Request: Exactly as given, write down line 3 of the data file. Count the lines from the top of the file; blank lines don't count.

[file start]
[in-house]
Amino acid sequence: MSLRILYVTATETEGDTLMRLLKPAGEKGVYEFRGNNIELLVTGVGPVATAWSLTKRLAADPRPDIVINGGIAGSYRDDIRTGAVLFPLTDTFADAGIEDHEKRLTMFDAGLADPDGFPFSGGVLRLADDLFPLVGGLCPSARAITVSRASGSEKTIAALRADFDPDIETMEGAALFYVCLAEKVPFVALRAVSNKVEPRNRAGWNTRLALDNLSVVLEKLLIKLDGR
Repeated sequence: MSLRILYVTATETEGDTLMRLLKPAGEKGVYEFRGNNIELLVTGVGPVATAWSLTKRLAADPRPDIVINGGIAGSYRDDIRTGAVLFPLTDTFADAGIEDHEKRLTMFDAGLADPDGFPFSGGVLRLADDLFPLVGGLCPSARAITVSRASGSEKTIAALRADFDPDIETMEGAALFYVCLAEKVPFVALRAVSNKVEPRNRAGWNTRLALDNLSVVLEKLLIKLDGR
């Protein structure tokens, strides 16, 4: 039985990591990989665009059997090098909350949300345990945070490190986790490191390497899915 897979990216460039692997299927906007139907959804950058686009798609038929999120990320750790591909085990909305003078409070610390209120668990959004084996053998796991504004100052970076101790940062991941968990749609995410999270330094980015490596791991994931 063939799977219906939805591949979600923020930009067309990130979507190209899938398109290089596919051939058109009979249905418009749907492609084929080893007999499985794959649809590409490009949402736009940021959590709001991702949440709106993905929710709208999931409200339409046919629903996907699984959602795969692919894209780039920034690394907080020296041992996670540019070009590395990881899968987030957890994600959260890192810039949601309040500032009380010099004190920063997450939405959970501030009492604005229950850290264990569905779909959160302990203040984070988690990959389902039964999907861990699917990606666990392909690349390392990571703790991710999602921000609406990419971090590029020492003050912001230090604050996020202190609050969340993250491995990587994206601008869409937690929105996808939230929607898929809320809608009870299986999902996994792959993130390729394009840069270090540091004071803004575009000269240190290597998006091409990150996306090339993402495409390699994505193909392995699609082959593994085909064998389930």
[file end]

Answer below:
Repeated sequence: MSLRILYVTATETEGDTLMRLLKPAGEKGVYEFRGNNIELLVTGVGPVATAWSLTKRLAADPRPDIVINGGIAGSYRDDIRTGAVLFPLTDTFADAGIEDHEKRLTMFDAGLADPDGFPFSGGVLRLADDLFPLVGGLCPSARAITVSRASGSEKTIAALRADFDPDIETMEGAALFYVCLAEKVPFVALRAVSNKVEPRNRAGWNTRLALDNLSVVLEKLLIKLDGR